Yes it can have a reasonable impact, there are a couple of schools of thought on how to set zeta. Some people suggest it should be small, some suggest it should be large. To me large makes sense as this should help convergence the divergence faster. In some some work I am doing with @Sambit, we’ve found that ~7 can often give locally optimal performance. However, what the ‘best’ value is depends on: order, multigrid cycle, pseudo stepping scheme, physical time scheme, the ratio dt/pseudo-dt, and anything else you can think of. Increasing zeta though will increase the stiffness of the problem, as you can see from the largest eigenvalue of the flux:

\lambda_1 = u + \sqrt{u^2 + \zeta}

If the problem is significantly stiffer with a high zeta, then this will lead to slower convergence in pseudo-time. But increasing zeta can improve convergence, so there is a trade off. I have tried the preconditioner by Turkel, I have it on a public branch I think, and that can help, but it is another tunable parameter and if you get it wrong it can slow things down a lot. Hence me and Freddie decided not to add it. If you’re interested hyperbolic-diffusion can about halve your iterations to convergence and increase stability. (Neither of these features are mainline so merge at your own risk).

I think that language is a bit strong, it should be a factor, we definitely care if the pressure field is converging to a sensible value. However, given that most of the time we are interested in the velocity field, a tolerance is usual set that is stricter on these.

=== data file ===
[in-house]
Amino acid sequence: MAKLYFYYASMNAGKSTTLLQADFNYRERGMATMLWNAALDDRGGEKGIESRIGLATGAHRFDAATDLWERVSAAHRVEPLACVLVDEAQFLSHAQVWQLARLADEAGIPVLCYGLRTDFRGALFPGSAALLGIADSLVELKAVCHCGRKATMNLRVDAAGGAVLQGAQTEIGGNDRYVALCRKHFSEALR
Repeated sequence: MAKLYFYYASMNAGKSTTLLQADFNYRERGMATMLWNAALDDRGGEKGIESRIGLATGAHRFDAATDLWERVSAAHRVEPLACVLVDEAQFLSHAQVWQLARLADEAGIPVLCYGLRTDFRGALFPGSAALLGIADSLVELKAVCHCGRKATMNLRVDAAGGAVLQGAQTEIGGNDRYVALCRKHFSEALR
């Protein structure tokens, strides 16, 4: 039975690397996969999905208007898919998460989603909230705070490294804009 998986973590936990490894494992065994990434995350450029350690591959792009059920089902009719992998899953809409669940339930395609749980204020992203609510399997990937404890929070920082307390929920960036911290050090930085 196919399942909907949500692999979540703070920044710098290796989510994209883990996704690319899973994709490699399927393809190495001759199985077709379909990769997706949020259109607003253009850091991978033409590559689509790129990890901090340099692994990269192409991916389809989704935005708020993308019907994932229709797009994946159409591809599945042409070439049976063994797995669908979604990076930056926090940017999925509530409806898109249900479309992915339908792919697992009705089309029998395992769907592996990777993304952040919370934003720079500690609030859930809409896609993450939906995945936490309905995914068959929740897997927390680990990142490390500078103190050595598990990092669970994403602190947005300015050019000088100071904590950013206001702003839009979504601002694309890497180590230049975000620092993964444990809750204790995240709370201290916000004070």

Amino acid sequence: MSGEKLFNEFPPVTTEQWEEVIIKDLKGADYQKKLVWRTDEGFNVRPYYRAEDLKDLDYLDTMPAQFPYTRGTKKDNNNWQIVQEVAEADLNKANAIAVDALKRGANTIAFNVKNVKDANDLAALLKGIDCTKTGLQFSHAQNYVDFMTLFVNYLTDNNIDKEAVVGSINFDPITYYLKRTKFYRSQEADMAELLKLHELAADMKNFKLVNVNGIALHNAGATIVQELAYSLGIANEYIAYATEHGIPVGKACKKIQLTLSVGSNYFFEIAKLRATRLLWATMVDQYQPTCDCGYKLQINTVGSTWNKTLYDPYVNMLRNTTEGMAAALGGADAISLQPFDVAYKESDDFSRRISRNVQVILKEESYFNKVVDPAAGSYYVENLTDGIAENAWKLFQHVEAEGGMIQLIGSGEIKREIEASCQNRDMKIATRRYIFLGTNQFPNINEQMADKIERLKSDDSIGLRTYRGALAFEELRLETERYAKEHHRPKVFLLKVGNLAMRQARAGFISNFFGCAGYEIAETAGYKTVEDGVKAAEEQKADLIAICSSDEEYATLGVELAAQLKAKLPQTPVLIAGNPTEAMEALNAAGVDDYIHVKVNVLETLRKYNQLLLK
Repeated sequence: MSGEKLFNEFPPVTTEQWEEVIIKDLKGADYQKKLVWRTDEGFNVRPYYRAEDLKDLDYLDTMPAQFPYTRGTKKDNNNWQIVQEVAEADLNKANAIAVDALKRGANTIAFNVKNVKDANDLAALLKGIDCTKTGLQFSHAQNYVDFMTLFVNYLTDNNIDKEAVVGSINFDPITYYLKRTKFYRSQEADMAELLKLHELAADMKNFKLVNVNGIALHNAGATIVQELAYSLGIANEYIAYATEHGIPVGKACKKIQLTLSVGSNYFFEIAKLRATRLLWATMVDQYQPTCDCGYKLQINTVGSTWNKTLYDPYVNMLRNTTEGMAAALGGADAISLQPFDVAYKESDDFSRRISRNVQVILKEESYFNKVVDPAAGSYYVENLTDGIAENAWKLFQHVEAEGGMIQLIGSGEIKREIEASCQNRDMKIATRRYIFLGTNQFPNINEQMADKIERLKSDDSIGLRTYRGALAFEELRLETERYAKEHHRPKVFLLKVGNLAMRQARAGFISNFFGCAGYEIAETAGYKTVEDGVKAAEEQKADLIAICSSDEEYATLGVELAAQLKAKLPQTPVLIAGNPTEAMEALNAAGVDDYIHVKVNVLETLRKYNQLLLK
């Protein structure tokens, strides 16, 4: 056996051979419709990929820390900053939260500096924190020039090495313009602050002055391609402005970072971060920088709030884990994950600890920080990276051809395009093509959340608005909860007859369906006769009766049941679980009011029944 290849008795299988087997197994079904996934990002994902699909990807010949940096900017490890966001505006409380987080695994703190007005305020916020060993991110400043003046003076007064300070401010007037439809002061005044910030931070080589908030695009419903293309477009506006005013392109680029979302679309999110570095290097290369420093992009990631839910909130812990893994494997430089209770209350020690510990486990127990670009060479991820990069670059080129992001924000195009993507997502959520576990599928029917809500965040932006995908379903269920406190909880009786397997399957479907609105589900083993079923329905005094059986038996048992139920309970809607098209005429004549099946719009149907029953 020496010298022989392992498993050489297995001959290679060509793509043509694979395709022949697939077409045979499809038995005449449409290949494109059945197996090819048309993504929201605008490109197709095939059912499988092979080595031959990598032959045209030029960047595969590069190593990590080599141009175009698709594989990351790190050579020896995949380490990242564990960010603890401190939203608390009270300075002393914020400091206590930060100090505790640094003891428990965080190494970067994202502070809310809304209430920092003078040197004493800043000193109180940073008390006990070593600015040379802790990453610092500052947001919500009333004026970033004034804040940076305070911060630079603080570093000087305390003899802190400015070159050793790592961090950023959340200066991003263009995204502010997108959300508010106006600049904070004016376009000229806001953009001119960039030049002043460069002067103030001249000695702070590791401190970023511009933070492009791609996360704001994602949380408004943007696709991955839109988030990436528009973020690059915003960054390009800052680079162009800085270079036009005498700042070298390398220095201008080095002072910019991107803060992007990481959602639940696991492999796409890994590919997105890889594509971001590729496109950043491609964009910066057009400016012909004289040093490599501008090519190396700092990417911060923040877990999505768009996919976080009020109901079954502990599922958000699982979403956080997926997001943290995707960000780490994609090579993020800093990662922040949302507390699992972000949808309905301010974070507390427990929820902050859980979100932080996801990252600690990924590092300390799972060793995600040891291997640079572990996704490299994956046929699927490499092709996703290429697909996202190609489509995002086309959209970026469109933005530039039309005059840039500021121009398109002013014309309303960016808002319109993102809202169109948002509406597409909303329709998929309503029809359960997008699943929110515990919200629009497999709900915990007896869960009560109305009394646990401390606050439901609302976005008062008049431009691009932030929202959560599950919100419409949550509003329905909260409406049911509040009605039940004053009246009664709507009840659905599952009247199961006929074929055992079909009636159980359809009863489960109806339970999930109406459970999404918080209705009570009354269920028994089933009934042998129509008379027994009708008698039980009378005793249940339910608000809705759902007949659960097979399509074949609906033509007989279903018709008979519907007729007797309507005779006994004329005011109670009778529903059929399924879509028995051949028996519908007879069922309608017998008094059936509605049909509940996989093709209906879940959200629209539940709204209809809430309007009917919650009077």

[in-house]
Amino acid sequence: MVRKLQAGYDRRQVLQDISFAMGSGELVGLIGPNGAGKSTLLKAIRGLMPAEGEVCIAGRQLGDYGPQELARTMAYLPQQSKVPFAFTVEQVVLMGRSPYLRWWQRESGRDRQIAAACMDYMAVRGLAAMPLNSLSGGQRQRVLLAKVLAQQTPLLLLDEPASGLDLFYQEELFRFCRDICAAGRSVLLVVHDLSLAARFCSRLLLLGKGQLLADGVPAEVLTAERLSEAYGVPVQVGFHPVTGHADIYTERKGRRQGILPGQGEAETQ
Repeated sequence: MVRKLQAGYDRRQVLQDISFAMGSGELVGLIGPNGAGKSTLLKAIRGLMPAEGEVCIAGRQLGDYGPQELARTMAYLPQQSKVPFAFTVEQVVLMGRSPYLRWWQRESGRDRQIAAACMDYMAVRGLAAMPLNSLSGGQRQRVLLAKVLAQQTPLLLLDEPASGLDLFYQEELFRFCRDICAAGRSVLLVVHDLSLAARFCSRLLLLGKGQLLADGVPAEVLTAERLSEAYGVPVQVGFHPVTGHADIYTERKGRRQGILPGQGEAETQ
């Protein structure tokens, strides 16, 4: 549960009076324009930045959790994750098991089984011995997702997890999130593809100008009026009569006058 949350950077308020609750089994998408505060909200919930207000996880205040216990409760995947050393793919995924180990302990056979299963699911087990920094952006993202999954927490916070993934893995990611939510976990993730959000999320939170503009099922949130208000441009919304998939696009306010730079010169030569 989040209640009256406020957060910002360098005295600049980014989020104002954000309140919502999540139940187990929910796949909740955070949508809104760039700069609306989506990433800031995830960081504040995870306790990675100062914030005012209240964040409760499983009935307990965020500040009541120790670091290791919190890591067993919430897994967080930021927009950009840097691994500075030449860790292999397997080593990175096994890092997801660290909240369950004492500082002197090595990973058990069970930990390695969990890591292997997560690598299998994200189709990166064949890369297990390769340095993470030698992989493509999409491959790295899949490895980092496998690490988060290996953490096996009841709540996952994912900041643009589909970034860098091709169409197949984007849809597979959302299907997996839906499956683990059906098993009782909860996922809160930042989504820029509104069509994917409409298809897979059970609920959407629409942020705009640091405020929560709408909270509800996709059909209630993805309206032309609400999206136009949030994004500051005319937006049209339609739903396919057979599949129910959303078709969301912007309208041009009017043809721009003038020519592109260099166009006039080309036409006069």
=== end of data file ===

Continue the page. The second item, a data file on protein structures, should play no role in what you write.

Hi, Will

Thanks for your detailed reply. Because what I mentioned earlier covers a lot of things, I’ll pick some of the more puzzling ones to further question.

I did the mesh convergence study, making a comparison between three meshes with different resolutions, in 2d though. And the result were almost the same, so I was able to ensure that the mesh of middle size is capable for the later 3d simulations.

Yeah, I changed the value of quad-deg from 5 to 11, the corresponding pseudo-dt dropped to nearly 1e-8, which is unacceptable for practice. So it’s probably something wrong with my mesh. Is it normally because of the mesh resolution/ quality/ type or anything else that leads to the problem? I reviewed my mesh and thought maybe the corase grid at the very edge is the source. Can you please have a look at my mesh if it’s convenient?

That inspired me a lot, I may try with different ac-zeta. At least right now, for me, a high ac-zeta relates to a high cost of calculation. And this paper Riemann solvers for solving the incompressible Navier-Stokes equations using the artificial compressibility method is helpful to better understand the theory.

Sorry for the inappropriate sentence. What I meant was less concern shall be laid on the value as long as it drops to a relatively low value and remains stable. But the countermeasures to a high but stable pressure residuals can be reducing the Reynolds number, increasing the mesh resolution or the value of ac-zeta(be careful), checking the simulation case (maybe not suitable for the current setting).

Regards, Thatcher

Hi @Winxingtf,

You wrote: